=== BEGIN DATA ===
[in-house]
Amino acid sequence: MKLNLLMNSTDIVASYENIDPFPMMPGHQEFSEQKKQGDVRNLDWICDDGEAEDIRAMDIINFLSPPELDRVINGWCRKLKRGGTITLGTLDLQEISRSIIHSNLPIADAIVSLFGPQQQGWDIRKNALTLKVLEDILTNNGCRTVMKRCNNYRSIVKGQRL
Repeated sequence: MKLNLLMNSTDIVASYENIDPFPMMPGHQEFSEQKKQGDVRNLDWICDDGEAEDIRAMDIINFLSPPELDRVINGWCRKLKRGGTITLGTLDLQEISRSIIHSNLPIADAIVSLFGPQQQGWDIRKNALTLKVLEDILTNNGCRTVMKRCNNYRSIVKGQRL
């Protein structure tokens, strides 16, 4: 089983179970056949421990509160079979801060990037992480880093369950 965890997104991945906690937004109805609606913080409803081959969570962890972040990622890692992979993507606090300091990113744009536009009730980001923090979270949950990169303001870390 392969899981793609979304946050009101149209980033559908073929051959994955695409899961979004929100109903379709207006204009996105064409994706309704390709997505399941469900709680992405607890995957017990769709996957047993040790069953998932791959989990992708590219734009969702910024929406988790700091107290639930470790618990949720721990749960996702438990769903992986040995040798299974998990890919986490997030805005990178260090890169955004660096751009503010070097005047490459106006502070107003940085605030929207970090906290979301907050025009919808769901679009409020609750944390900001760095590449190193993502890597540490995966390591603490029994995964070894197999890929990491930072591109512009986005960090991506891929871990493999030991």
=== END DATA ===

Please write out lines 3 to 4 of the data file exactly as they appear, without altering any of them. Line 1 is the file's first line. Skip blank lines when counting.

Repeated sequence: MKLNLLMNSTDIVASYENIDPFPMMPGHQEFSEQKKQGDVRNLDWICDDGEAEDIRAMDIINFLSPPELDRVINGWCRKLKRGGTITLGTLDLQEISRSIIHSNLPIADAIVSLFGPQQQGWDIRKNALTLKVLEDILTNNGCRTVMKRCNNYRSIVKGQRL
């Protein structure tokens, strides 16, 4: 089983179970056949421990509160079979801060990037992480880093369950 965890997104991945906690937004109805609606913080409803081959969570962890972040990622890692992979993507606090300091990113744009536009009730980001923090979270949950990169303001870390 392969899981793609979304946050009101149209980033559908073929051959994955695409899961979004929100109903379709207006204009996105064409994706309704390709997505399941469900709680992405607890995957017990769709996957047993040790069953998932791959989990992708590219734009969702910024929406988790700091107290639930470790618990949720721990749960996702438990769903992986040995040798299974998990890919986490997030805005990178260090890169955004660096751009503010070097005047490459106006502070107003940085605030929207970090906290979301907050025009919808769901679009409020609750944390900001760095590449190193993502890597540490995966390591603490029994995964070894197999890929990491930072591109512009986005960090991506891929871990493999030991």